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Pediatr Infect Dis J. 2011 Apr;30(4):302-8. doi: 10.1097/INF.0b013e318201a154.

Carried pneumococci in Massachusetts children: the contribution of clonal expansion and serotype switching.

Author information

1
Department of Infectious Disease Epidemiology, Imperial College London, London, UK. whanage@hsph.harvard.edu

Abstract

BACKGROUND:

Vaccination against 7 serotypes of Streptococcus pneumoniae has led to the near extinction of vaccine serotypes in both disease and asymptomatic carriage. In carriage, vaccine serotypes have been replaced by nonvaccine serotypes.

METHODS:

We used multilocus sequence typing to analyze a sample of 294 isolates of S. pneumoniae carried by Massachusetts children (aged, 3 months-7 years) and examine the results for serotype switching and association with antimicrobial resistance.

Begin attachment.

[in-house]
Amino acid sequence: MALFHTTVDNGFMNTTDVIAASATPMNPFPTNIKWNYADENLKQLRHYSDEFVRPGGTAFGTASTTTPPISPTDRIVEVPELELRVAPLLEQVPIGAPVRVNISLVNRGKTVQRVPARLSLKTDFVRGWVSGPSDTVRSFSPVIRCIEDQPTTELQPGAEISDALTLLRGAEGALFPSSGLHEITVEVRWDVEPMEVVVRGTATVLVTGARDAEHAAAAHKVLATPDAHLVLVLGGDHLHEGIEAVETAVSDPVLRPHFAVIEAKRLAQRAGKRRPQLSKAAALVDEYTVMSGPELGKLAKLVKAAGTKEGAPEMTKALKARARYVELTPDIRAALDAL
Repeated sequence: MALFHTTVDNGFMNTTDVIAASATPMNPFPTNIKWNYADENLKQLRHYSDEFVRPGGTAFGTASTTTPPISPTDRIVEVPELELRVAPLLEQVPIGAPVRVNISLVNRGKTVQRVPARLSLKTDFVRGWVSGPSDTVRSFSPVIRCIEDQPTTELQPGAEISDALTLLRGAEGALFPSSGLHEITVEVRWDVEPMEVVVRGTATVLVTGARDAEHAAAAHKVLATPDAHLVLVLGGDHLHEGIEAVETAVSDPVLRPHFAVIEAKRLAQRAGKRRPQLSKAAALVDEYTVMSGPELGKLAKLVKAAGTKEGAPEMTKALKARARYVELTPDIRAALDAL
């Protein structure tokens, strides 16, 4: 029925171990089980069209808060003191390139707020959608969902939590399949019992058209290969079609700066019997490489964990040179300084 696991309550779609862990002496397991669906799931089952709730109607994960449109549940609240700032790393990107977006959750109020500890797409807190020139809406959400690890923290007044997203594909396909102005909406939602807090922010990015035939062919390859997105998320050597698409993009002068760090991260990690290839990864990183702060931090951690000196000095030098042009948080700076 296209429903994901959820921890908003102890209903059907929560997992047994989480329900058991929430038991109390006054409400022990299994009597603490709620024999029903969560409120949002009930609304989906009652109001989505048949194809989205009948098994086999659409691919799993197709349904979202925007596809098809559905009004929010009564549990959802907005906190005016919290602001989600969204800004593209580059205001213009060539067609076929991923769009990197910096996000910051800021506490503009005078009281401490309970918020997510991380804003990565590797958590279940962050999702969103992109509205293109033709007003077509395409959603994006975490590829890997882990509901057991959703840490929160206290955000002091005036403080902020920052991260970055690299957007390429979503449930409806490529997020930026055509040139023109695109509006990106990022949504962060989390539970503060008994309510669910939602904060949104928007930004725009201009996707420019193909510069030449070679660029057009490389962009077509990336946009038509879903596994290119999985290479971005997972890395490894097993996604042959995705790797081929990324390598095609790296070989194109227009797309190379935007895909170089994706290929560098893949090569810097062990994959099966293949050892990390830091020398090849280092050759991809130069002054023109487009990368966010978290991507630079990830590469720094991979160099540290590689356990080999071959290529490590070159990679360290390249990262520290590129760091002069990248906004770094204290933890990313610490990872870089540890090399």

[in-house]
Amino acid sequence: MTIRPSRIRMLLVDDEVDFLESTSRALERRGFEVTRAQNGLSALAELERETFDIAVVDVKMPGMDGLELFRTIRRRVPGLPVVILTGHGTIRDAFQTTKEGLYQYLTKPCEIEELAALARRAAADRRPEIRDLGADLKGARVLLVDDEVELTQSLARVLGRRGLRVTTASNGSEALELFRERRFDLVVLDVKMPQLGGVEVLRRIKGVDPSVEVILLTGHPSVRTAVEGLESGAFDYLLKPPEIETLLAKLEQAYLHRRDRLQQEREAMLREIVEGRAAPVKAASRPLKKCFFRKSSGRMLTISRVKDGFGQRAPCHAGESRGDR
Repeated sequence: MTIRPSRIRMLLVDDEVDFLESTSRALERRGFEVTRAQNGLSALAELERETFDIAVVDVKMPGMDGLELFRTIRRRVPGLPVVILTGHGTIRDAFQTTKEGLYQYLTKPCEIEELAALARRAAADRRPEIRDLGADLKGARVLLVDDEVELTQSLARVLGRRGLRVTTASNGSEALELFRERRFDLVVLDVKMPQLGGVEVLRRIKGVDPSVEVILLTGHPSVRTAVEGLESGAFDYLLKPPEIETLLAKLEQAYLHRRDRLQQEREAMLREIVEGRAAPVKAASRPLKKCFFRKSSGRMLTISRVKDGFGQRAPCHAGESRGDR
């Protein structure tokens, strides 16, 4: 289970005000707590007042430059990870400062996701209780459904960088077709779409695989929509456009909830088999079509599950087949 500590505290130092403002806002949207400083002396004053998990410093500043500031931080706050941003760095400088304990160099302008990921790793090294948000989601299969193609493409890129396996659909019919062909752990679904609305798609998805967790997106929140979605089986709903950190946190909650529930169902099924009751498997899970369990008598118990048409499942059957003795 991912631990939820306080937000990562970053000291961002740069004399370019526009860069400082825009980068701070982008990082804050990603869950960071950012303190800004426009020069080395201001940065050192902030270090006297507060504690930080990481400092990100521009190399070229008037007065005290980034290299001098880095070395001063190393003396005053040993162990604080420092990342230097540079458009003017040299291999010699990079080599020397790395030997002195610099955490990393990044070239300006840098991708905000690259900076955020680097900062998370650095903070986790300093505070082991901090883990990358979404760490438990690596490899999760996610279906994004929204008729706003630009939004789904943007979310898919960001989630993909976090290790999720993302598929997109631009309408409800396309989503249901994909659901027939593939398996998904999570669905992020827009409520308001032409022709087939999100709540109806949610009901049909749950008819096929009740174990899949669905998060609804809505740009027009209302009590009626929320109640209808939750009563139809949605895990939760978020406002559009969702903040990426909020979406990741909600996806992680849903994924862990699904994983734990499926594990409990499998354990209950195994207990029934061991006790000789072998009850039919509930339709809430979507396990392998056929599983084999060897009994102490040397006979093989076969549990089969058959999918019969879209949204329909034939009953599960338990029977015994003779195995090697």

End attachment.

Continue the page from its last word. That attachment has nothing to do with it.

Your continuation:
RESULTS:

Eighty-six distinct sequence types (STs) were found, 10 of which exhibited a serotype other than that which would be expected from previous carriage samples. We interpret this as evidence of past or recent serotype switching. Switched variants include ST 320, which is a common and increasing source of multidrug resistance in this community. Switching events within serogroups were more common than expected by chance (P = 0.043 by a Monte Carlo approach). Using multilocus sequence typing data and eBURST analysis, we also describe clonal dynamics within the important replacement serotypes 19A, 15B/C, 35B, and the recently described 6C.

CONCLUSIONS:

Some strains generated by serotype switching are increasingly important parts of the carriage population. In the case of 19A, it appears that the majority of increase is due to ST 320, a recently reported switched variant. This may have consequences for the STs causing invasive pneumococcal disease.

PMID:
21085049
PMCID:
PMC3175614
DOI:
10.1097/INF.0b013e318201a154
[Indexed for MEDLINE]
Free PMC Article

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